We have reached the point in the collapse of American leftist ideology where they are digging up the dead.
But first, they defile the living.
The most extraordinary thing about pediatric neurosurgeon Ben Carson — the monument of his career — is his lifelong devotion to fixing children with catastrophic brain injuries and abnormalities. Most famously, Dr. Carson led the first team of doctors to separate twins conjoined at the back of the brain.
The second most extraordinary thing about Dr. Carson is that he accomplished all this despite growing up in Detroit‘s public schools, one of the most dangerous, corrupt and dysfunctional school systems in the civilized world.
A few years ago, Detroit Public Schools ranked dead last in reading and math. Among eighth graders, 93% failed reading and 96% failed math. How does a child emerge from that record of failure to become the world’s leading pediatric neurosurgeon?
Never mind that, says Detroit’s school board. These merchants of failure, hate and misery are too busy erasing Dr. Carson’s name from one of its high schools because he served in the Trump administration. One school board member complained that having a school named for the famous pediatric neurosurgeon was “synonymous with having Trump’s name on our school — in blackface.”
History has a special place for such hate. Richmond, Virginia, meanwhile, boasts a similar record of failure.
Last year, the city notched a 15-year record high for murders. The city’s school system had the lowest graduation rate in the state. Sixty-five percent of public school students fail reading. Ninety percent fail math.
But what are Richmond city leaders singularly focused on? Tearing down the city’s statues erected after the Civil War honoring the warriors who fought and died protecting Richmond during that brutal war.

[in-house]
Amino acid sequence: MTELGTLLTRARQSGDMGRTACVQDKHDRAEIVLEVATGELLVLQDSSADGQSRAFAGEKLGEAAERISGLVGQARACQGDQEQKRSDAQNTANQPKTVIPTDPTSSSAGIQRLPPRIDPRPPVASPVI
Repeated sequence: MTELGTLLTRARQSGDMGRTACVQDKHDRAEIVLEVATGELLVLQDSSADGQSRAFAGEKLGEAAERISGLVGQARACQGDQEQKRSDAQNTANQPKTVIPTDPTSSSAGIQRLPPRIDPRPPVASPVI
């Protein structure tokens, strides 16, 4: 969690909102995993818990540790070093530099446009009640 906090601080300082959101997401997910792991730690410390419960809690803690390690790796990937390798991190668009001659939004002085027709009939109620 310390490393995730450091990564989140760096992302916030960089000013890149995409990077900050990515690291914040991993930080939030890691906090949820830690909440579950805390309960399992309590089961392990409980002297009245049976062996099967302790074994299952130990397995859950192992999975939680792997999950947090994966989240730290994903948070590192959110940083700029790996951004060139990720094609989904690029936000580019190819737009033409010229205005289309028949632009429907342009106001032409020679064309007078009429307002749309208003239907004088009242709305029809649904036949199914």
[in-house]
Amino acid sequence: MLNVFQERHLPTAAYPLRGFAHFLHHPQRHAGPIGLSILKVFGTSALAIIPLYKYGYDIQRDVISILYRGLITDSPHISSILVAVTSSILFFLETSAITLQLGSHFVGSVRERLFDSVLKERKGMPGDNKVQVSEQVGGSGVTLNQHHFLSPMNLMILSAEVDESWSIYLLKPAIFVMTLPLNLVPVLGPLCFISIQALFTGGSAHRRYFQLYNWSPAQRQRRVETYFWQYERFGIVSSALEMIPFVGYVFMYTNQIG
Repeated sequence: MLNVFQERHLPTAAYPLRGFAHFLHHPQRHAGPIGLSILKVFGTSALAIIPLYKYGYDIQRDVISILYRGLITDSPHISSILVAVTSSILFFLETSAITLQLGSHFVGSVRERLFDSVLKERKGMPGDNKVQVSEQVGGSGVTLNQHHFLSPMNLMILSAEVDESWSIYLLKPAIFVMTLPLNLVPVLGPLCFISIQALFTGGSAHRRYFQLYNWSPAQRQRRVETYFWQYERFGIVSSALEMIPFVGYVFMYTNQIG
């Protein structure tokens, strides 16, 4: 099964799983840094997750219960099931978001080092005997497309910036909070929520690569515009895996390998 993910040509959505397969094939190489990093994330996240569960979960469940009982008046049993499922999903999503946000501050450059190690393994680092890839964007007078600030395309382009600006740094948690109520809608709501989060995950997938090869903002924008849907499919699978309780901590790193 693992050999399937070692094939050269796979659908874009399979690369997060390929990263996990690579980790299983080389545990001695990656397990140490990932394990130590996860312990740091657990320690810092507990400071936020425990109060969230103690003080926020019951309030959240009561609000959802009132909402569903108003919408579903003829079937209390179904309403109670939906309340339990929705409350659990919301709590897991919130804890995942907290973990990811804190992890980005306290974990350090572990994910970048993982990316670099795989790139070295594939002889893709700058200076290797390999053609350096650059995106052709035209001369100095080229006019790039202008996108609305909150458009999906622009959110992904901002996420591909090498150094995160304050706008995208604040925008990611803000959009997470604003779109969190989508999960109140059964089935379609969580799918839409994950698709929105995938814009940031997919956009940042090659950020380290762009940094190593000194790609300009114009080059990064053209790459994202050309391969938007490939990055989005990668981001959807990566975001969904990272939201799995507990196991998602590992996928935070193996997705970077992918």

Monument Avenue had long been a snapshot of one of the defining moments in our nation’s history. It was a parade of stunning artistic achievement rivaling the Spanish Steps, the Champs-Elysees, the French Quarter or the Piazza della Repubblica.
Now stripped of its iron and stone — the drama of clenched horseflesh and drawn sabers — Monument Avenue in Richmond is today a flat, featureless passageway between city blocks through a miserable, failed city not worth saving.
Memory, hope and inspiration are dashed. Murder is at a 15-year high. Hate reigns supreme.
What took Yankees four years with cannons and soldiers to do 150 years ago, modern Richmond city leaders did overnight.
But even that was not enough to quench city leaders’ thirst for hate — and desperate need to distract from the murder rates and failed schools for which they are entirely responsible.
The last vestige of Richmond’s once-proud artistic history was a statue to Confederate Gen. A.P. Hill. That last monument was more than just a statue, however. It was the gravestone marking the spot where Gen. Hill was buried, but buried there no more. City crews tore down the statue last week. His family was forced to come and collect what was left of his remains and move them out of the city.
“My family name is being desecrated,” said John Hill, who drove overnight from Ohio to carry out the grim task.
“Removing his remains was one of the saddest things I’ve ever had to do. The image of him in that hole will be in my head forever.”
As John Hill dug around in a pit for the general’s last bones, a crowd gathered outside to gawk, heckle and ridicule the ancestor of a brave general who was doing his duty. A brave general who owned no slaves, who fought to save Richmond a century and a half ago.
Mayor Levar Stoney — among those most responsible for Richmond’s failures today — was among the graveside hecklers.
“I’m proud we have arrived at this moment in our history,” he told reporters as Mr. Hill scrounged around in the grave, sifting through his sad inheritance.
“Now we can turn the page and focus on lifting more people up, becoming more inclusive and creating a place where everyone belongs.”
Gen. Hill’s monument in Richmond is toppled now. In Detroit, Dr. Ben Carson’s name has been erased. But their achievements will live forever in the memories of good people.
Soon enough, Mr. Stoney and members of the Detroit school board will drift away, to be forgotten forever.
• Charles Hurt is opinion editor of The Washington Times.
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